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Four Palm Coast Employees Pull Off Poetic Doe Rescue Trapped in Grand Haven Pond

| December 19, 2014

The doe before the rescue. (Palm Coast)

The doe before the rescue. (Palm Coast)

In Palm Coast City Manager Jim Landon’s words (happy-face emoticon not included), “Santa will have all his reindeer this year,” thanks to four city employees who saved a doe from drowning in a coldish pond at Grand Haven Wednesday morning.

According to an account of the incident by Palm Coast’s Cindi Lane, residents at Grand Haven spotted the doe swimming in the pond. “The doe was just able to balance herself on the culvert pipe to rest, but she kept sliding off and would have to swim again.” Lane wrote. The doe had no way out because a cement wall all the way around the pond prevented her from getting a footing somewhere to spring out.

Florida Fish and Wildlife Commission was sending an officer from Jacksonville, but the agency was concerned that the rescuer wouldn’t arrive in time because the doe was obviously fatigued.

Palm Coast Animal Control got the call around 8 a.m. Eva Boivin and Heather Priestap of animal control were joined by Mark Ballard and Mike Hadden, two city code inspectors. The team was able to get a thick leash around the base of the doe’s neck. She tried to swim away, but they were able to pull her back to the side of the pond. Ballard and Hadden were then able to lift her out.

The doe, whose name is being withheld pending next-of-kin notification, was very tired and shaking, so the Palm Coast employees covered her in towels and dried her off. “She was very wobbly and falling when she walked, but she finally got onto a resident’s front porch,” Lane wrote. “When FWC arrived, they picked her up and carried her into the woods. They checked on her a couple of times, and she was alert and doing alright.”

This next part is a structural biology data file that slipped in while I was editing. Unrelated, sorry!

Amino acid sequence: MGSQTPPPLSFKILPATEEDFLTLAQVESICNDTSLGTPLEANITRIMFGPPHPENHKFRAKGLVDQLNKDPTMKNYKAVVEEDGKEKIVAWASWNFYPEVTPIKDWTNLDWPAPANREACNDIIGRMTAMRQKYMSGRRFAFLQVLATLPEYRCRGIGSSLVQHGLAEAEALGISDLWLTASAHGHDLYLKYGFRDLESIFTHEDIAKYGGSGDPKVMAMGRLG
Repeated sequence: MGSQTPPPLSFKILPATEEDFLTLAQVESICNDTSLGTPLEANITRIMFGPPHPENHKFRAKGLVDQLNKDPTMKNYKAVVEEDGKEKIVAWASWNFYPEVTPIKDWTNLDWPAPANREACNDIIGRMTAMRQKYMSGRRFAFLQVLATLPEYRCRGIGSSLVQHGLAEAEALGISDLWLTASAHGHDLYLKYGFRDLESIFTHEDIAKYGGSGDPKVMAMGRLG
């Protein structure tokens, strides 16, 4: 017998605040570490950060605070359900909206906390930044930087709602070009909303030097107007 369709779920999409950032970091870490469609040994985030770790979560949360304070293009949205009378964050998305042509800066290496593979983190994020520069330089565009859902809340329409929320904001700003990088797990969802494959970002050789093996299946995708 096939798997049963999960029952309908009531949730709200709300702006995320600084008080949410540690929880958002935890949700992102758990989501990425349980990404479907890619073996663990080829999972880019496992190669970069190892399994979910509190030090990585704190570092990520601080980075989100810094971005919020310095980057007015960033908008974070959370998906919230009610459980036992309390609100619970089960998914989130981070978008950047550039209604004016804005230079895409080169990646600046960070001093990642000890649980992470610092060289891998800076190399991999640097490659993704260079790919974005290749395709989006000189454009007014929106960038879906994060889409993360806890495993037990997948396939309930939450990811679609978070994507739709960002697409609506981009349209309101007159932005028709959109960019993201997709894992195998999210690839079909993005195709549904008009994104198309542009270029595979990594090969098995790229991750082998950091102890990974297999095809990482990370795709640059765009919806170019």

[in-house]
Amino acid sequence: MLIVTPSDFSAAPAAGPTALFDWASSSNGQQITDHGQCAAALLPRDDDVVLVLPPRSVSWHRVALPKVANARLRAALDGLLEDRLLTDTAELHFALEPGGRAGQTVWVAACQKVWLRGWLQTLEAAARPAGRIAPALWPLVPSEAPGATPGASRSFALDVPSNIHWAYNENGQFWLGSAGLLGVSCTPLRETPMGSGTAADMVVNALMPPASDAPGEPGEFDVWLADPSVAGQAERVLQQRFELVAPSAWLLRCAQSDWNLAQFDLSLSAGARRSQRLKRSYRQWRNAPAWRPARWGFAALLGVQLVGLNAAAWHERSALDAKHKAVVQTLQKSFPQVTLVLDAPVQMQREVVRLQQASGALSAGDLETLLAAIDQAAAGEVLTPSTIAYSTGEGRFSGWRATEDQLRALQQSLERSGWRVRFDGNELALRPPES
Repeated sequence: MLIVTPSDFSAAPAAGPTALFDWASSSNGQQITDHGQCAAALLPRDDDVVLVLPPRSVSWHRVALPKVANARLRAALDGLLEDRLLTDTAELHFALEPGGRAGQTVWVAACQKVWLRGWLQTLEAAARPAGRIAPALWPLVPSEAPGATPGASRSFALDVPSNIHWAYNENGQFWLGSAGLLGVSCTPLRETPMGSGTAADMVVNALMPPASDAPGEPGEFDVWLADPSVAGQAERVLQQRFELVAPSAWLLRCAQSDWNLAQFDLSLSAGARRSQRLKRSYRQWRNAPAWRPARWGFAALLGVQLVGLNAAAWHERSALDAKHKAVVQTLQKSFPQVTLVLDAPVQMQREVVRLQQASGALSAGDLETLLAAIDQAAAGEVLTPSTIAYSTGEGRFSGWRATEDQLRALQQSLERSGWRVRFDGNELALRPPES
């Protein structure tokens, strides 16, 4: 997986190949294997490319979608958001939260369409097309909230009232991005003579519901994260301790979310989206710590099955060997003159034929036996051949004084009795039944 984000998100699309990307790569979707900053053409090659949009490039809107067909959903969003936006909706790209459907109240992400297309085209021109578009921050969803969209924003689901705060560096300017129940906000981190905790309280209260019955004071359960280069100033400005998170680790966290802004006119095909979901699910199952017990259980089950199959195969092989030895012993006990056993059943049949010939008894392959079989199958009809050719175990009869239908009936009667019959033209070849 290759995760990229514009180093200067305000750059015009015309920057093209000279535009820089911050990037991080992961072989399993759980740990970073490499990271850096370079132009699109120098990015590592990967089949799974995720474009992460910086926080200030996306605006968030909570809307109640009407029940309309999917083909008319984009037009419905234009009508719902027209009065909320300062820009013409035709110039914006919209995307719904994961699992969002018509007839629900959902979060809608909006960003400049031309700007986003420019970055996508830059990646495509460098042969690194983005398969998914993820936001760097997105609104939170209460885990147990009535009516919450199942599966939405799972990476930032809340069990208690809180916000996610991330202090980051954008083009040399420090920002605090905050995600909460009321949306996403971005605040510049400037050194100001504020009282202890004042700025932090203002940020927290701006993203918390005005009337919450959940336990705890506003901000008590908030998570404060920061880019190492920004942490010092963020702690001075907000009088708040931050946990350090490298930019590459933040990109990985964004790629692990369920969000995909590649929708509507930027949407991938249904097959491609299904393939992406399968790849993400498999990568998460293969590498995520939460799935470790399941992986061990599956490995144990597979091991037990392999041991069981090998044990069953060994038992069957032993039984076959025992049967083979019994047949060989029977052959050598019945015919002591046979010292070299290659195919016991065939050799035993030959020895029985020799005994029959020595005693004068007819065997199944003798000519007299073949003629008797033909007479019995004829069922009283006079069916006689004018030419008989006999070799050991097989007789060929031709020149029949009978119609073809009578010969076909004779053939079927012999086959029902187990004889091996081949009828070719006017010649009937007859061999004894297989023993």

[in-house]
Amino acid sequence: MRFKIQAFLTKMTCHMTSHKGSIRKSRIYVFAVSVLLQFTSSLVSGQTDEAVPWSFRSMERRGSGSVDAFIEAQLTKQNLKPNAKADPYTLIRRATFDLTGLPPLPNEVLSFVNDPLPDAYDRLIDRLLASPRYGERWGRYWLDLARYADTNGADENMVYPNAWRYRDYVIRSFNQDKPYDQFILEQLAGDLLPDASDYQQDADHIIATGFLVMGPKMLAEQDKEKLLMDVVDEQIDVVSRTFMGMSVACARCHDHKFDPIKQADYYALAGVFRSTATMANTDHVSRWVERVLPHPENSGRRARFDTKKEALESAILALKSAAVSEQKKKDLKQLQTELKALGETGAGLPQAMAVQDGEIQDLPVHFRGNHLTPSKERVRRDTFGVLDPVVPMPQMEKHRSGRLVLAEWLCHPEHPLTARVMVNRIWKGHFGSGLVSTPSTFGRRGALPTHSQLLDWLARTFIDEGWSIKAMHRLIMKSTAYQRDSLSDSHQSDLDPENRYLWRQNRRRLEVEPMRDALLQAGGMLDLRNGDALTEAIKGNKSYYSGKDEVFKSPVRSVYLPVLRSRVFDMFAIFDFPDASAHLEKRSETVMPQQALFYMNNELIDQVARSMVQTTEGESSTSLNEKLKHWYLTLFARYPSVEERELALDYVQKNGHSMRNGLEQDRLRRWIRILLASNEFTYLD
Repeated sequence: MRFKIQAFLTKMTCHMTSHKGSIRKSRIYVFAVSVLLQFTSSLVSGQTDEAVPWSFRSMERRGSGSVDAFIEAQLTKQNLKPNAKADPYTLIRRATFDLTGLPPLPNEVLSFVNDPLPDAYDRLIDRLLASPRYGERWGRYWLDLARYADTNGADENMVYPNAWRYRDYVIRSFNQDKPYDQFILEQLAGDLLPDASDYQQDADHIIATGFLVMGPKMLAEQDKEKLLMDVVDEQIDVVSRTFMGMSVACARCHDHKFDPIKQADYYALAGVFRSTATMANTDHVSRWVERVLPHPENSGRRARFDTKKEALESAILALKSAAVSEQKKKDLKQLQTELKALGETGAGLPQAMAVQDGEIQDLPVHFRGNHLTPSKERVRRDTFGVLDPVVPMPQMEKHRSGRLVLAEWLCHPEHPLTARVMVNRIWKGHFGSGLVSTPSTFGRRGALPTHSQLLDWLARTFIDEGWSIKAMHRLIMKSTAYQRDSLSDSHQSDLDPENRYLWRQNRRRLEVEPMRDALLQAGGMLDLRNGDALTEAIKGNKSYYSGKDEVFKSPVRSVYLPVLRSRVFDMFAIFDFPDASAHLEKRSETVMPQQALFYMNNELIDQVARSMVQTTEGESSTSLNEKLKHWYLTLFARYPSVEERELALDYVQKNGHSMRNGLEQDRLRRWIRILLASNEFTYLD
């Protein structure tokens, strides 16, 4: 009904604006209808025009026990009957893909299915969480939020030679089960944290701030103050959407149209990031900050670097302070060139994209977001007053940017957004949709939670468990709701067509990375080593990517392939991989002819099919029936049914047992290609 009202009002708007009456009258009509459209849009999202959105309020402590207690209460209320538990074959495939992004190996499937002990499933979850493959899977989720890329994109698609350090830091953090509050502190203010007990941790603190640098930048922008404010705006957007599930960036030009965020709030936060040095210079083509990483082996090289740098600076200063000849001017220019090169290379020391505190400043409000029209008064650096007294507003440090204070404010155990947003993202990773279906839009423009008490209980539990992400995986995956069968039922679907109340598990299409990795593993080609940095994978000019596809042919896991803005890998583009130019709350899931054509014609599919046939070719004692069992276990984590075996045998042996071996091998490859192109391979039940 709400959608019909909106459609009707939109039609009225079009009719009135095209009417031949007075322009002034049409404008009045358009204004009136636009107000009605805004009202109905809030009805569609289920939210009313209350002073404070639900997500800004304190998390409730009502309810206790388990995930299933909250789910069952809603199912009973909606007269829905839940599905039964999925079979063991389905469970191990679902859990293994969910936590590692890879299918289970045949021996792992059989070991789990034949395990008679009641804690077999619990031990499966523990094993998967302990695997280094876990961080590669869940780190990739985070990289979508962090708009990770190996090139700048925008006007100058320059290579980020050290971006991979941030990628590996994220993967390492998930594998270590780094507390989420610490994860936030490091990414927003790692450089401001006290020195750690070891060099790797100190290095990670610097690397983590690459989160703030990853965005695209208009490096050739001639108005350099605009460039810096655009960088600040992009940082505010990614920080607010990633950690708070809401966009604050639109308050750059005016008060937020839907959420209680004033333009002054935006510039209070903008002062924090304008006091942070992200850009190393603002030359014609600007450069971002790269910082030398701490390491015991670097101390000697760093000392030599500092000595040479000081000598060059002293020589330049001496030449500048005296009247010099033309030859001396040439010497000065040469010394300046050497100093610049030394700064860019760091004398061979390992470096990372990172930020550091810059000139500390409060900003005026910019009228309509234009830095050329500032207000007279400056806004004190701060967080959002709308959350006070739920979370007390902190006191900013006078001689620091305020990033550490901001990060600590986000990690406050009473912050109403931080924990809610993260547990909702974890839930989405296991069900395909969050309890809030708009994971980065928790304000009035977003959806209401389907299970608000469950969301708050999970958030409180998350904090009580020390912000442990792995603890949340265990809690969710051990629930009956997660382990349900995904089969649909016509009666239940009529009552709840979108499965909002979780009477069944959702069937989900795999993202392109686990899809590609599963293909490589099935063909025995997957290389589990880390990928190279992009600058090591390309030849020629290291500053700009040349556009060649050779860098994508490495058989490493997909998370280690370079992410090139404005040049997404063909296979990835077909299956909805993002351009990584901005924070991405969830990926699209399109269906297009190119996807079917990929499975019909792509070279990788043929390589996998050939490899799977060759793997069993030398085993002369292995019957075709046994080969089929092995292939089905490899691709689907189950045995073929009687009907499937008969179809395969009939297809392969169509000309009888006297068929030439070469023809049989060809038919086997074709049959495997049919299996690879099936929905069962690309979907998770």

The rescue inspired Sara Lockhart, the senior planner who retired from Palm Coast government and a Grand Haven resident who witnessed the rescue and intervened to help, to write a poem. It appears in full below.

Twas eight days before Christmas, when what should appear, a deer drowning in the bulkhead lake with no way out, that was clear.

Sara Lockhart

Sara Lockhart

When I spotted the poor beast, I made such a clatter, my husband yelled, “What’s the matter?” Away from the window, I flew like a flash, and to the cell phones we made a mad dash.

First the Flagler Sheriff’s Office said no, then the CDD, perhaps Florida Fish and Wildlife, but at sixty minutes out, who else could there be? Animal Control, that’s who may help, so quickly, quickly, we gave them a yelp.

On to the far bulkhead my husband went, to strategize with congregating  neighbors about the unfolding event.

And suddenly, what to my wondering eyes should appear, but four City employees, carrying rescue gear!  What’s the situation?” they wanted to know, and so I showed them which way to go.

With skill and care, they crept down the back yard. The deer shifted again. A rescue may be hard.

But wait, what was that? A sling in place, a tug on the line, then out over the bulkhead in the nick of time!

In the blink of an eye, it happened that quick, but I knew at that moment they had this thing licked!

–Sara Lockhart


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9 Responses for “Four Palm Coast Employees Pull Off Poetic Doe Rescue Trapped in Grand Haven Pond”

  1. confidential says:

    Big Thanks to all involved on this lovely recue! Hooray for the city employees that volunteered and our Animal Recue Officer…she is always eager and awesome to help, wild life and domestic animals.

  2. confidential says:

    Maybe Grand Haven should install some area with steps up or embankment for fallen wildlife like this deer or squirrels or turtles fallen in this deathtrap, to be able to walk themselves out..?.

  3. Well... says:

    That picture is the cutest Palm Coaster I’ve ever seen. Kudos to those that saved her life.

  4. tulip says:

    What a happy ending and I loved Ms Lockhart’s poem!

  5. Jan Reeger says:

    Awww Great story! Merry Christmas!

  6. david says:

    Retention or decorative ponds with straight sides are a death trap for any animal that falls in. They are a hazard for children and adults as well. Some regularly spaced ramps, steps or other means of egress should be required by law.

  7. GY says:

    Thanks to all who helped save a life. Be careful out there Santa.

  8. MarieS says:

    Thrilled they saved the doe but the same officers have no problem
    Catching then putting down feral cats when someone complains their neighbor is feeding them.
    Double standard/?

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